And- you know what? –  MISTER ScienceAintSoBad gets it.  He does. He knows “interesting” has to take a back seat to “it’s killin’ me.” How often do I find you a nice little pill to cure cancer? I don’t even have anything much for diarrhea.  I read through all kinds of crap about “breakthroughs”. Hah! Some breakthroughs! The mice feel better.  For humans? We’ll get back to you on that.

What a job!

Could be things are getting better. My last article, Alzheimer’s, Things Are Starting To Look Good, had little glitter balls of hope stuck all over it. And now  something about type 1 diabetes that could please you and add to my own optimism about less sick people to drag down Obamacare.  Seriously! It could happen faster than anyone thinks.

The Type 1 vs Type 2 thing

The thing about type 1 is that you can’t make insulin. The cells in the pancreas that  do this job get destroyed by the immune system  Without insulin your blood sugar climbs. If you don’t get yourself stabilized with supplementary insulin,  you won’t last. Even if you are a very good patient, you may have to work very hard at keeping your sugar level in a good range. If you are  lucky you may avoid some of the crappy complications but it won’t be easy. Type 2 usually comes on later in life and is because your body loses its ability to efficiently use the insulin that it produces. It’s not a lack of insulin; just can’t seem to use the stuff right. You wind up needing extra. You don’t want either type of diabetes but individuals with  type 1  often have a tougher challenge.  

What I saw was published in the journal Diabetes. (Dr. Jeffrey Bluestone, PhD and Dr. A.W. and Mary Clausen).  It’s about a drug called teplizumab which, in a very sophisticated way, keeps T-cells (the business end of the immune system) from going after the insulin producing cells on the pancreas. The strength of the results even surprised the scientists conducting the study; they were  “very excited by the efficacy”.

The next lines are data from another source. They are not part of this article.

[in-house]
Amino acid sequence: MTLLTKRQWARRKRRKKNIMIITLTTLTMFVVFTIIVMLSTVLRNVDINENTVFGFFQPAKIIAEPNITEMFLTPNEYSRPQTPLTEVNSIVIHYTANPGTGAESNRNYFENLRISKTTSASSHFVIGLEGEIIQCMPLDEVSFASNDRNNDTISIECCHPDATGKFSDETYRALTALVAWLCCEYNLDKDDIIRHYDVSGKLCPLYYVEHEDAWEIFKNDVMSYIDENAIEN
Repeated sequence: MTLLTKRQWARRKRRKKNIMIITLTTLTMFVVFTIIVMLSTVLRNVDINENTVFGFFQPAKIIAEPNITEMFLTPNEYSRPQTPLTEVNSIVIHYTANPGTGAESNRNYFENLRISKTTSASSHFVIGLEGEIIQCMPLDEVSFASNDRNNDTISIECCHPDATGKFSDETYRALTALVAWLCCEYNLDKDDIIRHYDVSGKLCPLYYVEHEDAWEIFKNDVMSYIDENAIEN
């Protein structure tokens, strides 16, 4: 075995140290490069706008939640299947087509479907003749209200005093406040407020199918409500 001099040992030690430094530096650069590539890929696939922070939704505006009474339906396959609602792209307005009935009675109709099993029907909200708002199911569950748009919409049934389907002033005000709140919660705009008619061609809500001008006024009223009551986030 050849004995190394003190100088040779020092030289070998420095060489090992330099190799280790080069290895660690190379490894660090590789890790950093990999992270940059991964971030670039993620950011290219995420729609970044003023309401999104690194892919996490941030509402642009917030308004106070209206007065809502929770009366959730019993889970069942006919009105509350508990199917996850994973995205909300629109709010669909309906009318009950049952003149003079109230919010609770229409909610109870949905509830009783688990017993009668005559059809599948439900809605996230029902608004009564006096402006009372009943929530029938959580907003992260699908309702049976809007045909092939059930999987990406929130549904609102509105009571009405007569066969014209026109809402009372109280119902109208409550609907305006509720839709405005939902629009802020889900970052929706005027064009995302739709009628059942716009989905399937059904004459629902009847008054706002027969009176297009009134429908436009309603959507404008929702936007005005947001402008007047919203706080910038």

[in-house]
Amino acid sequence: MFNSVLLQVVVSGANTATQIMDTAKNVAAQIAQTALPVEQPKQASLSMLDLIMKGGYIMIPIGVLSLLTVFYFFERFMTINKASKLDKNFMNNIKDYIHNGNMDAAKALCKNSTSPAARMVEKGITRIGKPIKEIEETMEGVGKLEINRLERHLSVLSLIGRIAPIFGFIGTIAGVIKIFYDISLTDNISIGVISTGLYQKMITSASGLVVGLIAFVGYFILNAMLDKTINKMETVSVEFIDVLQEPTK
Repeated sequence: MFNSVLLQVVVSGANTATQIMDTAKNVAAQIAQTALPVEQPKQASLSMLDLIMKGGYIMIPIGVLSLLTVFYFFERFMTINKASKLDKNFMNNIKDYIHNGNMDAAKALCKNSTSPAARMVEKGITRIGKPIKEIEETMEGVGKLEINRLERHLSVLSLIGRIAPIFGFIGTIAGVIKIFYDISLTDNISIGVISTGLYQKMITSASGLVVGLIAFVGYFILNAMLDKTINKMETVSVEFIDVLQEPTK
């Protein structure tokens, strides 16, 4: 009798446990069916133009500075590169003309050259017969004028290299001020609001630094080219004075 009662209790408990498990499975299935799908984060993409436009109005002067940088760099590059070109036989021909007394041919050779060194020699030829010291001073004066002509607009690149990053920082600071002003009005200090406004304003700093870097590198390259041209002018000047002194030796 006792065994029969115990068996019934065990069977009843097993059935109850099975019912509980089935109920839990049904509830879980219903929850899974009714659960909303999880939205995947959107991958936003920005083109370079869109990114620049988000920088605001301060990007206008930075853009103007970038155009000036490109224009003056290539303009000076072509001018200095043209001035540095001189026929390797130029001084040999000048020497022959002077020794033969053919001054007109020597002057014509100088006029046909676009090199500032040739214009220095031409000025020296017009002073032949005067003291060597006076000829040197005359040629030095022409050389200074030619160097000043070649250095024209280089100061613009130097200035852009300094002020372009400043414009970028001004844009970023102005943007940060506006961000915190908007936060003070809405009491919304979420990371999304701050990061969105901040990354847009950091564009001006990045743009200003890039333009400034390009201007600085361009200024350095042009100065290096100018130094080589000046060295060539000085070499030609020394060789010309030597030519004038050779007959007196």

Well, here’s the thing. This IS exciting. (That’s what they said in the press release, right?) Great news. BUT these are only phase II trials on 52 kids under 15 years old. Half the kids did great. That’s why so much excitement. But what about the other kids? They didn’t do as well. The study says this might be because it works best where the insulin producing cells are still in fairly good shape. In other words,  where the disease hasn’t been active that long. But, come ON! These were teenagers with newly diagnosed disease. Obviously this part needs to be cleared up. Still. Such great results do justify moving right along to phase III. Great potential here.

By the way, this isn’t the only hope. There’s other research attacking the disease from other directions. That’s good. We don’t want to kick people under the bus just because they’ve been sick for a long time.

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Image credits: That’s mine.

A Cure For Type 1 Diabetes?

Posted by on Tuesday, 11 May, 2010


Diabetes: cure.


Let’s see what’s new.

Ah.  Here’s a study from the Juvenile Diabetes Research Foundation about a cure for diabetes.

Now I KNOW I’m dreaming!

A new drug, otelixizumab, is in phase III trials. (Phase III trials are the randomized, controlled, multicenter trials where you figure out if the drug really works).

Forty eight  months into the study, the insulin making cells of the eighty “type 1” patients in the study are still OK.

How’re you doin’? Hair standing up on the back of yer neck? Hands shakin’? If not you don’t get it. This is an atomic bomb! This is a breakthrough of a breakthrough! This is.. well… ScienceAintSoBadRating = 10.

MISTERScienceAintSoBad SHOULD know better than to give away 10’s like this. Something this important’s gotta be tested on more than 80 patients. Maybe the head’ll fall off of the 81st one (considered a setback). But DAMN this is neat!

Maybe there IS something to all this science stuff!

An Artificial Pancreas For Diabetes: Still In The Works

Posted by on Tuesday, 9 February, 2010